The amended Lanham Act declares it to be the policy of the act to provide means by which "public works" may be acquired, maintained, and operated in areas or localities found by the President to be suffering an acute shortage of public works or equipment for public works necessary to the health, safety or welfare of persons engaged in national-defense activities. We think that facilities for the generation and transmission of electricity for purposes of light and power may be comprehended within the term "public work", defined in § 201 as meaning "any facility necessary for carrying on community life substantially expanded by the national-defense program." Various alternative methods are provided for remedying the acute shortage of public works or equipment for public works which the President may find to exist in any area or locality. Under § 202(a) the Federal Works Administrator is authorized "with the approval of the President" to acquire improved or unimproved lands or interests therein by purchase, donation, exchange, lease, or condemnation, for such public works. In § 202(b) the Administrator is authorized, with the approval of the President, by contract or otherwise, to plan, design, construct, remodel, extend, repair or lease public works, and to demolish structures and improvements, on lands acquired by condemnation under subsection (a), to provide proper approaches thereto, also utilities, and transportation facilities, and to procure necessary materials and equipment in connection therewith. Under § 202(c) the Administrator is authorized, with the approval of the President, to make loans or grants, or both, to public and private agencies for public works and equipment therefor, and to make contributions to such agencies for the maintenance and operation of public works.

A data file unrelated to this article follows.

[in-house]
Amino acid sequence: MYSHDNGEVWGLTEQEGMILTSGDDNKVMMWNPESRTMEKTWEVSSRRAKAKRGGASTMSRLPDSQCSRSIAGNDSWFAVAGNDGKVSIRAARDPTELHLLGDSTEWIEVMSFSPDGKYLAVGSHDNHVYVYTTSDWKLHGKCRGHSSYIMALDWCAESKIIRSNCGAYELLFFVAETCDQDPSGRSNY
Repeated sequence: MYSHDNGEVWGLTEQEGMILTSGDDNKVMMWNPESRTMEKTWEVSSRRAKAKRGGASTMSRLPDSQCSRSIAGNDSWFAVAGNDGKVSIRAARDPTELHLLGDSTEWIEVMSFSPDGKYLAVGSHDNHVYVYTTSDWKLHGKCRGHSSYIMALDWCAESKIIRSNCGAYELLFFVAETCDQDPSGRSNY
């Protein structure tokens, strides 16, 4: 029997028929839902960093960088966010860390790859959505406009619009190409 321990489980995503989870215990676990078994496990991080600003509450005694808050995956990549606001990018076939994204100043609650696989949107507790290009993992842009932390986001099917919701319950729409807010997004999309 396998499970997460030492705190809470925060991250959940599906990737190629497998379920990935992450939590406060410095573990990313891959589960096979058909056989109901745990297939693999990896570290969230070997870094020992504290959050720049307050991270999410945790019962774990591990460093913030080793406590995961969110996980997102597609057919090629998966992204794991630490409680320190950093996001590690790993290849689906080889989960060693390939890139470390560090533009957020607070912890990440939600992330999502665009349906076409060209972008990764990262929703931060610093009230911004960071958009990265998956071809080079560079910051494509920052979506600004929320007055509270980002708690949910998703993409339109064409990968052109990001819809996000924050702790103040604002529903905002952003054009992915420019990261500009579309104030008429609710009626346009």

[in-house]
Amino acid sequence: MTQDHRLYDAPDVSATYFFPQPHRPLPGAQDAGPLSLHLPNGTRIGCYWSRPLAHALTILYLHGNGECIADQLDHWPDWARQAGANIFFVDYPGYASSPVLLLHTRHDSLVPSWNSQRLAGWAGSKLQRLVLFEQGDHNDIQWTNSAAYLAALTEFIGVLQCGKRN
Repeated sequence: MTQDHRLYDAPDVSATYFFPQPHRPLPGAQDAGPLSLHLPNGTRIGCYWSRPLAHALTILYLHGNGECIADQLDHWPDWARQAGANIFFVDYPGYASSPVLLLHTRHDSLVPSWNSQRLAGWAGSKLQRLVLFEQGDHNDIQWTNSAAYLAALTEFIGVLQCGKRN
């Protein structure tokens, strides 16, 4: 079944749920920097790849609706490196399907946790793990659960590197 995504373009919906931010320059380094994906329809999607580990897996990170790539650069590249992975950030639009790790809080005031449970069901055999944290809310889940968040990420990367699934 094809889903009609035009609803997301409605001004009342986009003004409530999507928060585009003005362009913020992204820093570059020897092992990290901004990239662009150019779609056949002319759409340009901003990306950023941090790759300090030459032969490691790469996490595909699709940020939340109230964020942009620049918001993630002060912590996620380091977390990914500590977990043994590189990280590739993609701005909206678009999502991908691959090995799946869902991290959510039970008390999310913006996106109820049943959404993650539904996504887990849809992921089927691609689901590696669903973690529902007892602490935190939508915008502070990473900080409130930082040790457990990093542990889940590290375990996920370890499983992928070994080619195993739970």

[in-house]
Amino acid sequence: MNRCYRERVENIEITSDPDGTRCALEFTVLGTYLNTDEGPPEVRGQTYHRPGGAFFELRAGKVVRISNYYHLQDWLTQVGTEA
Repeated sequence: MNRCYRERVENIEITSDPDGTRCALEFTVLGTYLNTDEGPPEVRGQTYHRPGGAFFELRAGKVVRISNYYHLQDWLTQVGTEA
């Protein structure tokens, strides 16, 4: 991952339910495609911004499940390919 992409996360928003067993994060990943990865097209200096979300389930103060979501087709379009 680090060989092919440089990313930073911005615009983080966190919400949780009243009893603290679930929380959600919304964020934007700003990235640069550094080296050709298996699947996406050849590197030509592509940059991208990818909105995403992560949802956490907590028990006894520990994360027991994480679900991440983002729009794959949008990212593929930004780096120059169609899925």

Senator Maloney, the chairman of the Senate committee which reported the bill, expressed his concern lest the limited appropriation would soon be exhausted in attempts to meet the requests of the communities of the nation "unless very great care is exercised." He emphasized the importance of the provision requiring approval by the President. Thus, he said, "The bill provides that it shall be administered by the Federal Works Administrator, although it also requires that whatever he does must be with the approval of the President of the United States, and that nothing may be done except with the President's approval." And again he said: "The bill first provides that the President himself must find a need. He must authorize the work; and thereafter, if we pass the bill in its present form, the Federal Works Administrator and those under him will proceed with the work." 87 Cong.Rec. 5090-91 (1941). See also, a later colloquy at p. 5093.4 From the text of the act and from the legislative history we are satisfied that the President is required to approve at least in main outline the particular plan, program, or project formulated by the Administrator for the relief of the defined shortage of public works or equipment therefor, before the Administrator is authorized to proceed. It is not enough that the President, after finding the existence of an acute shortage of public works in a given area or locality, should give the Administrator authority, carte blanche, to relieve such shortage by any of the various methods described in § 202 which the Administrator might thereafter deem expedient.

In the amended petition for condemnation it is stated that on June 8, 1942, the President, pursuant to Title II of the amended Lanham Act, found: